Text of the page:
Public school- should we send?
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Post  Wed, Oct 11 2017, 4:50 am
I think it depends a lot on the child's personality.

Someone who is easily pressured to fit in with the crowd and who has a shaky foundation in his Jewish identity/yiddishkeit would not be an excellent candidate for this plan.
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Post  Wed, Oct 11 2017, 5:47 am
To add to something brought up earlier: it's not necessarily going to be easy for a frum kid to make friends in public school, even if her classmates are all pretty good kids, which is not a given.

Even though I grew up secular, my parents did not think that TV was a good thing for children, and they limited it quite strictly (I watched the occasional documentary). And while I don't think they're wrong, it was very socially isolating, because the latest show, or the latest boy band, was often the main topic of conversation in elementary school.
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Post  Sun, Oct 22 2017, 9:36 pm
OP, it's hard for me to tell you what's better because I've been going back and forth about this topic so many times in my mind. Right now, I'm sending my kids to a yeshiva and by next year we'll have to pay for another child! My solution would be to move to Israel, but my husband doesn't want that, so somehow we'll have to continue paying tuition. It's hard for me to explain, I guess for me sending them to yeshiva is sort of like a jewish identity, not just religious. Growing up in Israel, I never had to think about all of this because I was among jewish friends at school. But now that I live out of E"Y, I feel more "secure" sending them to a jewish school. Yes, I think public schools have really great teachers and the level of science and math is higher. I don't oppose public schools. When my parents moved here, they decided to put me and my brother in a public school because they still didn't have any jobs. I was terrified at first, but then got to know other israeli and jewish friends in that public school. I guess I was always the good girl, so I was never influenced badly.

I know you said you'd try for 1-3 years in public and then send to yeshiva. I'm actually thinking the opposite. Right now I want to continue sending my kids to yeshiva because they're so young and if I put them in public, they'd be so confused and little kids like to copy each other, so I can just imagine them sharing non kosher foods with each other. I feel like once they get older, they'll already understand the religious laws and hopefully will not be influenced badly if they go to public school later on. I'm an example. So I did go to a religious school in Israel and once I move to the US, I was in a public high school and never had any issues with holidays, shabbat, kosher etc... because I was already older and understood the laws. I'm hoping we can afford tuition until hopefully high school, I hear high school yeshiva tuition is higher, so maybe by then I'd send my kids to public, unless we become rich!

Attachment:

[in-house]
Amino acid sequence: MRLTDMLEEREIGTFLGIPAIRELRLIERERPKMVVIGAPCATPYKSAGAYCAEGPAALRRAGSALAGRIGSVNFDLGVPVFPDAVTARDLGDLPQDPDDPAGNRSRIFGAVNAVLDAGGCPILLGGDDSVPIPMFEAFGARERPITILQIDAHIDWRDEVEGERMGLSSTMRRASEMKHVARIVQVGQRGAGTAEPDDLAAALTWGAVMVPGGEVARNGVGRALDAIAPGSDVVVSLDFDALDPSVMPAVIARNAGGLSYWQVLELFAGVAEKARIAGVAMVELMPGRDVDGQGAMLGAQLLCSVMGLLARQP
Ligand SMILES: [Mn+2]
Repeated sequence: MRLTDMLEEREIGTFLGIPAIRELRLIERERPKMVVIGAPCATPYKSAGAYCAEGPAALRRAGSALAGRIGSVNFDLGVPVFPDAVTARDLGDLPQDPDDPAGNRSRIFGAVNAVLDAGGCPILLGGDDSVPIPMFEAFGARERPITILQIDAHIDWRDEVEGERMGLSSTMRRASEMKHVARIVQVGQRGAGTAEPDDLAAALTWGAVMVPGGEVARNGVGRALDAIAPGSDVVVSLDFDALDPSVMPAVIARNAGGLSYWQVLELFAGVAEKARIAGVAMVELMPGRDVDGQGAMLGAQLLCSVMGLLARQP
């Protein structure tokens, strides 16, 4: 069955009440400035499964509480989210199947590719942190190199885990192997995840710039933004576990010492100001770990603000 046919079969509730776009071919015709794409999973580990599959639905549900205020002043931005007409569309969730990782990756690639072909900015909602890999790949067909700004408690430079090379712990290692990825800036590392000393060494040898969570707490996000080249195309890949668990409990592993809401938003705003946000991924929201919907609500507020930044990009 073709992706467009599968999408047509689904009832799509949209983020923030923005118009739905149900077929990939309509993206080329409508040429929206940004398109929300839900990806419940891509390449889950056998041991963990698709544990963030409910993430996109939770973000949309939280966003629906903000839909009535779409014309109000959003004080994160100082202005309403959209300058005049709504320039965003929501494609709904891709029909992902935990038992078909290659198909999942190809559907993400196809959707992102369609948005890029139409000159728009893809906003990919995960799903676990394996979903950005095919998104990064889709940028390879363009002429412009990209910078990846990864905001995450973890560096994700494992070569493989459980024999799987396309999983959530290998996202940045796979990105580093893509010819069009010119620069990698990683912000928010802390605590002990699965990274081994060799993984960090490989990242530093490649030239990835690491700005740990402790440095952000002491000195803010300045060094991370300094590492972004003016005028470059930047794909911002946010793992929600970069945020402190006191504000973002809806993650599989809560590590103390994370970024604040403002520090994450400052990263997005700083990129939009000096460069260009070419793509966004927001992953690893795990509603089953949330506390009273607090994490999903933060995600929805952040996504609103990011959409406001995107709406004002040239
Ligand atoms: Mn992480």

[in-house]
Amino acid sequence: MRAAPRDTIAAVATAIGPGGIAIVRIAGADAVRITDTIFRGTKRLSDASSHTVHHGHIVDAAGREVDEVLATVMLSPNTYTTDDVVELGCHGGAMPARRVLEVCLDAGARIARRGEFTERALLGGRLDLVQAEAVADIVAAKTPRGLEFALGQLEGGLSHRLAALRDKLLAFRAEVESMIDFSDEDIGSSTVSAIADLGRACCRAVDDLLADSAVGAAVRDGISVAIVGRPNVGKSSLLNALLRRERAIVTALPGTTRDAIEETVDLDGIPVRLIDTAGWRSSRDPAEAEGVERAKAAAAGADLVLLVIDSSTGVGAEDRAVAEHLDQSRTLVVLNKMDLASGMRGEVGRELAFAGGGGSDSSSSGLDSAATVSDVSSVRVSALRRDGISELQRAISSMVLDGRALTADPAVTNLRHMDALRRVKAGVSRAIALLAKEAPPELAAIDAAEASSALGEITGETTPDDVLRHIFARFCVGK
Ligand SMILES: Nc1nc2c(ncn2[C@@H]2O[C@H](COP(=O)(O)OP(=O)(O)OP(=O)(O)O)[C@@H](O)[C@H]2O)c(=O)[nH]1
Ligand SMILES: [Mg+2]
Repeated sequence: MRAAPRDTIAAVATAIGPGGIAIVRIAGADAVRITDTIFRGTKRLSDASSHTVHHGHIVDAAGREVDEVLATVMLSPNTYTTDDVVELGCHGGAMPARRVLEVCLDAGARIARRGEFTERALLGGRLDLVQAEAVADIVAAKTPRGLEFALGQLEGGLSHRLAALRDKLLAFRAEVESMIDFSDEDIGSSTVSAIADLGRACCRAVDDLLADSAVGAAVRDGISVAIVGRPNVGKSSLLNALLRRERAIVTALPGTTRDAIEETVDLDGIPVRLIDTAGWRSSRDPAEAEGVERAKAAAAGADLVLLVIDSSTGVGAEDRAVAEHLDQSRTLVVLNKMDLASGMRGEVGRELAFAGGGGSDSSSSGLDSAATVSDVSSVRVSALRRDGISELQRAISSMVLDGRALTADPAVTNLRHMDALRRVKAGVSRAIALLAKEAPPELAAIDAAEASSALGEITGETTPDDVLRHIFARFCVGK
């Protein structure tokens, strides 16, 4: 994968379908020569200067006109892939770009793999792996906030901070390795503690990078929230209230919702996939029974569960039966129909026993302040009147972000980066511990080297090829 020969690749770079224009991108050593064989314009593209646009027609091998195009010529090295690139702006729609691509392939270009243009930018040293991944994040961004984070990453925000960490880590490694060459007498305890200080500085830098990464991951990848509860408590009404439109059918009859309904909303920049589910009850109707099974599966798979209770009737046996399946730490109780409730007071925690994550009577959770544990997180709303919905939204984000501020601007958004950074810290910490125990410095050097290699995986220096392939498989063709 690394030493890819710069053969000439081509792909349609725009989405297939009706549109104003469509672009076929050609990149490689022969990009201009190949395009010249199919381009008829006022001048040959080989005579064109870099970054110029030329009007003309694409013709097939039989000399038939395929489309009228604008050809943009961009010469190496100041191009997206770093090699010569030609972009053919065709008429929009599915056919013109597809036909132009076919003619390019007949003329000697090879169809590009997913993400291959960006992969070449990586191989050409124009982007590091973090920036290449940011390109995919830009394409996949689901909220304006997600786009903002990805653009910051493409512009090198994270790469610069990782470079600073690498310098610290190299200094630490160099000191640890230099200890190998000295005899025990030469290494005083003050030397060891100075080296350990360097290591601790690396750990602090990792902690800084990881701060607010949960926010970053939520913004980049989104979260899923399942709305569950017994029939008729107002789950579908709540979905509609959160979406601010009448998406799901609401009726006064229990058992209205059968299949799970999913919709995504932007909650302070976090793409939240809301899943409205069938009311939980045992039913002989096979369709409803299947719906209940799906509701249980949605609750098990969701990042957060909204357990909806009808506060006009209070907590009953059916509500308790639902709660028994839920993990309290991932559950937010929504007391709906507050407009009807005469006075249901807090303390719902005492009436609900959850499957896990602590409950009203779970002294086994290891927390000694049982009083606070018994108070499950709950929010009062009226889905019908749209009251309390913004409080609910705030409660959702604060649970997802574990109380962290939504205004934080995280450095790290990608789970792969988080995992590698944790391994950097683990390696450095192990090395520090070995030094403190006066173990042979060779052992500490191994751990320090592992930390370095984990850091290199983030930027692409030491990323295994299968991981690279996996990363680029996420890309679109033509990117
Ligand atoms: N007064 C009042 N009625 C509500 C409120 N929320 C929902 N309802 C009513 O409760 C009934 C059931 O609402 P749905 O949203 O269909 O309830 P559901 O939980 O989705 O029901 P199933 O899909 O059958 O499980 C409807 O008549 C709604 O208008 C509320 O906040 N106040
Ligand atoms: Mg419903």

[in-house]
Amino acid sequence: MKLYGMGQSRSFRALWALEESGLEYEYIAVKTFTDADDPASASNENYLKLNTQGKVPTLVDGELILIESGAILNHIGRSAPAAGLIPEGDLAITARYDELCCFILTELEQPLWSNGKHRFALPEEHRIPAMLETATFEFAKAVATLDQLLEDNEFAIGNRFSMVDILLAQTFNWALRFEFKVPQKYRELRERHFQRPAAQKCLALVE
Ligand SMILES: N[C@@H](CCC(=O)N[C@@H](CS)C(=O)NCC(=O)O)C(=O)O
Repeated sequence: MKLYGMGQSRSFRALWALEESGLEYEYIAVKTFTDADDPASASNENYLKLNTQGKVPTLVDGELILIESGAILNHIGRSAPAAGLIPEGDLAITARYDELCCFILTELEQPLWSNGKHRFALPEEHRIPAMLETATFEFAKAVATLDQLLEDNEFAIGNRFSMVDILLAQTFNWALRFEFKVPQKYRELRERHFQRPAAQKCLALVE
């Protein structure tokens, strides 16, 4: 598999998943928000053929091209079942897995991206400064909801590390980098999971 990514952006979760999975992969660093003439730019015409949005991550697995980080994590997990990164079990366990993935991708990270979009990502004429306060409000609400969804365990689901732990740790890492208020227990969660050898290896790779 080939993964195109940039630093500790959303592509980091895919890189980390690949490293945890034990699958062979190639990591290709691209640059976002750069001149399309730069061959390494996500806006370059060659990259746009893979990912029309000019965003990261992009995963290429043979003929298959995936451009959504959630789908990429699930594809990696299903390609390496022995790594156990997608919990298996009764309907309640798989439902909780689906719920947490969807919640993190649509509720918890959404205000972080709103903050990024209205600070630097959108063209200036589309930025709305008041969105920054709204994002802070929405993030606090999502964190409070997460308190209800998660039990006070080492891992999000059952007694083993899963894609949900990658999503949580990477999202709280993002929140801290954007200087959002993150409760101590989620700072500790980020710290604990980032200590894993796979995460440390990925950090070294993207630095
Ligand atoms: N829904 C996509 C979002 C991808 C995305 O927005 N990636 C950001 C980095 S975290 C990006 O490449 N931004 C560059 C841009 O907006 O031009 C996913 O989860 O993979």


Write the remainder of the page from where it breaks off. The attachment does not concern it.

Good luck with your choice!
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Post  Sun, Oct 22 2017, 10:07 pm
The school that you are teaching in is clearly not the kind of school you would want your dd to attend when she is older.

Sending her to public school would be many steps lower than where she is in now. You would sacrifice your child to have a little money.
In the olden days parents would do whatever they could to ensure that their children receive a PROPER Jewish education.

What kind of person do you think you daughter would marry if she does not attend a jewish school? What kind of home would she build?

You should be willing to sacrifice what you could to ensure that you raise a bas yisrael. Move to a community where tuition is cheaper? Ask for a scholarship?

Find the school that has the education your heart truly wants and then see if they can help you work something out.
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Post  Mon, Oct 23 2017, 8:04 am
How would the school you teach in feel about you as an employee of you take your child out and put them in public school? You wouldn't be sending a great message to the parent body...
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Post  Wed, Nov 01 2017, 3:18 pm
amother wrote:
If you make aliyah, you can send to public (or very low cost private) school and get a quality Jewish education. What would you be willing to sacrifice for that?

Good point, but making aliyah doesn't necessarily solve the chinuch problem. In fact it could exacerbate it, depending upon your location. Many of the public religious schools, such as some of the Beis Yaakov schools we considered, are apprehensive to accept students from chutz l'aretz. Technically the local Beis Yaakov/Talmud Torah assigned to your area must accept you, but sometimes they get around this by saying they're full or asking you to jump through arbitrarily set hoops (designed to keep you out as someone from cl'a). Several of my friends from cl'a ran into the same issue.

Private schools in Israel, outside of RBS, can be extremely difficult to get into. People commonly get rejected 2-3 times before they finally gain admission.

This situation can really put a strain on trying to adjust to a new country/culture/language, especially if your kids are older and they understand that they are being rejected.
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